Saturday, April 2, 2016

Eyes Wide Open: Let the Walls Speak

Visions of Israel Blog: Minneapolis Jewish Artists' Lab Israel Trip

During the Artists' Lab trip to Israel we are inviting our participants to write a blog entry.  We hope to capture the trip through many eyes.  

March 21, 2016 Blog and photos by Leslie Levine Adler

By dinnertime, everyone had taken their seat at the Hotel Ruth Daniel dining room for our first meal together, some straight from the airport and the rapid pace was set. The artists were delighted to be united with Anat, our one-time facilitator, after over a year’s absence.

Our first adventure was a nighttime walk on “the other side of the tracks” in the Florentine neighborhood of Jaffa, settled by Greek immigrants, many from Salonika who were recruited to build the new port north of Jaffa that would become the new port of Tel Aviv. The neighborhood is industrial, and a bit bohemian. With flashlights, we followed our guide Yigal and several cats through the narrow alleys to view the graffiti. Why at nighttime? The workshops pull their shutters down, and these become the canvas for the street artists. Yigal referred to it as “letting the walls speak.”

We learned that the graffiti movement gained momentum here after the assassination of Yitzhak Rabin. Graffiti now deals with political, social, and religious themes. Even some Orthodox artists are involved expressing ideas in painting that might be forbidden to talk about directly in their community. The number, variety and quality of the graffiti were stunning to us. In a memorable one, two ibexes lock horns in a battle, which Bernie Sanders would understand, between capitalist efforts to seize property and build and those who struggle to keep their homes.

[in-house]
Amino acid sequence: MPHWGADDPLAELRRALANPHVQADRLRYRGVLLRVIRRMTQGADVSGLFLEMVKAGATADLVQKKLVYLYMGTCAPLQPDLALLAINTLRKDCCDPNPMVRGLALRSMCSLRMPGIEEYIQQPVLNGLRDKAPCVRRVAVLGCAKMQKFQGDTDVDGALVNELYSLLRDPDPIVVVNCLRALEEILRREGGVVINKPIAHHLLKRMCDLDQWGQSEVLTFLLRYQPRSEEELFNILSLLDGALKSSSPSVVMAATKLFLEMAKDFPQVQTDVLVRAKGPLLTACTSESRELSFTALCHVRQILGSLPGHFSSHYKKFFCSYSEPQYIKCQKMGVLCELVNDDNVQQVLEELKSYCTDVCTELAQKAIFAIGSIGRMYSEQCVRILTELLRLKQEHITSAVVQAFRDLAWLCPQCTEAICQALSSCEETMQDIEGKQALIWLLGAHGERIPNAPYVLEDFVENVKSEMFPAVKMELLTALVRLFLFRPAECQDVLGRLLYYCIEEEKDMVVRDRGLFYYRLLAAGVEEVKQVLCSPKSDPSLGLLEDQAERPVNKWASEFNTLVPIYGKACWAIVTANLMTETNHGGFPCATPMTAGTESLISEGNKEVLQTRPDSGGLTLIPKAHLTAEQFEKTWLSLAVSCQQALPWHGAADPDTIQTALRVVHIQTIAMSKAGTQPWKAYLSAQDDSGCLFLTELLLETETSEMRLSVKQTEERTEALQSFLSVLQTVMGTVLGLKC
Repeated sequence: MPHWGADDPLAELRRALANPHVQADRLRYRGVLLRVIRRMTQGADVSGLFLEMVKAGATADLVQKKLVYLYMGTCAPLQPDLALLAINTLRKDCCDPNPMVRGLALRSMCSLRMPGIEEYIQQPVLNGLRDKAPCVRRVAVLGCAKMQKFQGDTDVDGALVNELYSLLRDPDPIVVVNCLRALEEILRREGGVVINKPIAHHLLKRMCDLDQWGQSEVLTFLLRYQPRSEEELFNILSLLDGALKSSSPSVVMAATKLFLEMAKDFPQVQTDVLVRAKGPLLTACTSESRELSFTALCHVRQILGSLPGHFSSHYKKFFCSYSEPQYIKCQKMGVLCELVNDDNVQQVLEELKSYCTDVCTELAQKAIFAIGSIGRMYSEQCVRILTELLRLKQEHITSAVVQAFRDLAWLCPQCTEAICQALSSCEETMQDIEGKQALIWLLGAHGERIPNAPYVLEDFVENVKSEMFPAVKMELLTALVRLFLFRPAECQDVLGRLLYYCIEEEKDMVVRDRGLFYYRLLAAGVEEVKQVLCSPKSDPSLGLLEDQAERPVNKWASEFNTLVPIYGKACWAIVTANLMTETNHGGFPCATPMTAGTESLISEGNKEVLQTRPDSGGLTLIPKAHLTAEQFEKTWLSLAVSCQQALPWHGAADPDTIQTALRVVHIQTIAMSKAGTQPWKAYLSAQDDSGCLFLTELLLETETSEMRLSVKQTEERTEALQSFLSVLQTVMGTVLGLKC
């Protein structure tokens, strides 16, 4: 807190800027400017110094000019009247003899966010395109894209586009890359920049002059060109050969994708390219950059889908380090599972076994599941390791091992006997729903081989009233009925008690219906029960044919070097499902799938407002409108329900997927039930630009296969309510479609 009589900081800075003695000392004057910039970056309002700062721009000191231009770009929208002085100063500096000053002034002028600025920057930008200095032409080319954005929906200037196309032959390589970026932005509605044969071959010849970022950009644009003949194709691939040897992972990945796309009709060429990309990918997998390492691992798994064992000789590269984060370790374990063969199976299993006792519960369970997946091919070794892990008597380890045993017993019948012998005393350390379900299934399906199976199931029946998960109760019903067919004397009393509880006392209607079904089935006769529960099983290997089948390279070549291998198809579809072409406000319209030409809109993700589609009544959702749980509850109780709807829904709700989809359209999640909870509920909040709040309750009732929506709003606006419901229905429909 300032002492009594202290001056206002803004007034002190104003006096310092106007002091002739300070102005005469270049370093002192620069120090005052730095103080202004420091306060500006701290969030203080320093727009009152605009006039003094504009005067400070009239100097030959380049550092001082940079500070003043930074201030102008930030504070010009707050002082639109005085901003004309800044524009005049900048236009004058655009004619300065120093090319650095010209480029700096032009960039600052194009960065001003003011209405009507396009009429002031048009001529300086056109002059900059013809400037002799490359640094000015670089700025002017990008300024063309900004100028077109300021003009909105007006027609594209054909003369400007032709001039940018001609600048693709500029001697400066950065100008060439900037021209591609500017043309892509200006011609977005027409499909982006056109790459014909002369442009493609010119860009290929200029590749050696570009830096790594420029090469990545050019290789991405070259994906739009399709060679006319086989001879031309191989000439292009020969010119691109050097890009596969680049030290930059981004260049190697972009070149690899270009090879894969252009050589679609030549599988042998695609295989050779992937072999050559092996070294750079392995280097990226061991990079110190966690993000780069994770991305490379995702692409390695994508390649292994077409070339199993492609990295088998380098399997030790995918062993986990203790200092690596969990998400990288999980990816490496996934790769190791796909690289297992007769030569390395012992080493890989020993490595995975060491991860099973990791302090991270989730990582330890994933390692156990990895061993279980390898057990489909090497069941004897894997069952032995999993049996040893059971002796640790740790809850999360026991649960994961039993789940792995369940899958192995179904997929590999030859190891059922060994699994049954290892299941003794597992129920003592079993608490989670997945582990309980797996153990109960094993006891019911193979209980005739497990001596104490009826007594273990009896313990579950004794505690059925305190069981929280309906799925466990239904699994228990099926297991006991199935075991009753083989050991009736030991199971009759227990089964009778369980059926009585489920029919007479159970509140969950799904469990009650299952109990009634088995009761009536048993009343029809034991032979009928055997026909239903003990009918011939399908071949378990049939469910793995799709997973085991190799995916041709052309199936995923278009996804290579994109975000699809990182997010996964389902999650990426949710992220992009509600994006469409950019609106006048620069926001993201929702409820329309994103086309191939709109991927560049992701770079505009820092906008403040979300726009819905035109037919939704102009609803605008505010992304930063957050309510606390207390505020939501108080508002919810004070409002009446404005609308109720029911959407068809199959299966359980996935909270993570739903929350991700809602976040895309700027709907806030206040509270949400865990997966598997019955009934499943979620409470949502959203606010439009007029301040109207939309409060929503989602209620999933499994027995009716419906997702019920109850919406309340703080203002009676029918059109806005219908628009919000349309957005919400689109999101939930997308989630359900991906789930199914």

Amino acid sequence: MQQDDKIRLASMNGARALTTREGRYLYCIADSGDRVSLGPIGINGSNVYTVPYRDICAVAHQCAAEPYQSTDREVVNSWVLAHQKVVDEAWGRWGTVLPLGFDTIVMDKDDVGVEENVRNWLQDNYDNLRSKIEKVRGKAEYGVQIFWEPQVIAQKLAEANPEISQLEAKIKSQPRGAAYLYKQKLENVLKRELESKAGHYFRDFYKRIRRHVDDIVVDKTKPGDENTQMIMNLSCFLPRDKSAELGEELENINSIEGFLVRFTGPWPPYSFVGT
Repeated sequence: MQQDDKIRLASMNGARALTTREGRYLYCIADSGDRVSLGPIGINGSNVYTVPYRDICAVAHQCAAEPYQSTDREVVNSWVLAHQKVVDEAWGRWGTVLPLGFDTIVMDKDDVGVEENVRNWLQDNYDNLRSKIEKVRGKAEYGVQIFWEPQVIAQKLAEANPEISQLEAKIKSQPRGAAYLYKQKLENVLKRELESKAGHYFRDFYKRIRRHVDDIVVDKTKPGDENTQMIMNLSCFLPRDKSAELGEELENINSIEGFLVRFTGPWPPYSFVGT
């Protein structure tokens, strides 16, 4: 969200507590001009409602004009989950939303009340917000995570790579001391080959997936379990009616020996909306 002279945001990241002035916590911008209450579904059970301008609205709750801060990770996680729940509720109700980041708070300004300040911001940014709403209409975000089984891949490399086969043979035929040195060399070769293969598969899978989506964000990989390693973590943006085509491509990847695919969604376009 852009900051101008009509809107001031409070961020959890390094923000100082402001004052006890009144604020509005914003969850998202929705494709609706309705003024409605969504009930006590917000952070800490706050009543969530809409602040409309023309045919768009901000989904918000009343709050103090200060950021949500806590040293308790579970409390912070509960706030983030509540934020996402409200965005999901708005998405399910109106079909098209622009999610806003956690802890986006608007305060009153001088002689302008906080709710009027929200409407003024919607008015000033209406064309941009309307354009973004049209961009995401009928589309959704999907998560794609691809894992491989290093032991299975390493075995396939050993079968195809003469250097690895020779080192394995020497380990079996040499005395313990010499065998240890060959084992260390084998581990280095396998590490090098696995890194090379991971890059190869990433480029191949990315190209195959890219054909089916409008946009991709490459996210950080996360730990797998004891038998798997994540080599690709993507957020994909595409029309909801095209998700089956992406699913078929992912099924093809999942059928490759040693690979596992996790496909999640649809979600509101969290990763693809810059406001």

These graffiti artists often pride themselves on remaining anonymous and representing a voice to counter the power of the marketing. “The street and the walls are their platform, said Yigal. Much of the work exudes talent, spirit and hutzpah. Paint is very expensive and the best graffiti artists plan their efforts in advance and do their work quickly to avoid getting caught. It is subversive but tolerated in this neighborhood and, perhaps, now even a source of pride and identity.

We came home through the American colony settled by Christians from Maine who brought over a 150 year old wooden house. This was another reminder of the diversity of Tel Aviv/Jaffa.

Editor's Note:  In 2013 Adam Heffez visited the lab to talk about his book on graffiti art in Israel.  You can find the blog written on this lab and links to the art he referenced at Anonymous Words.

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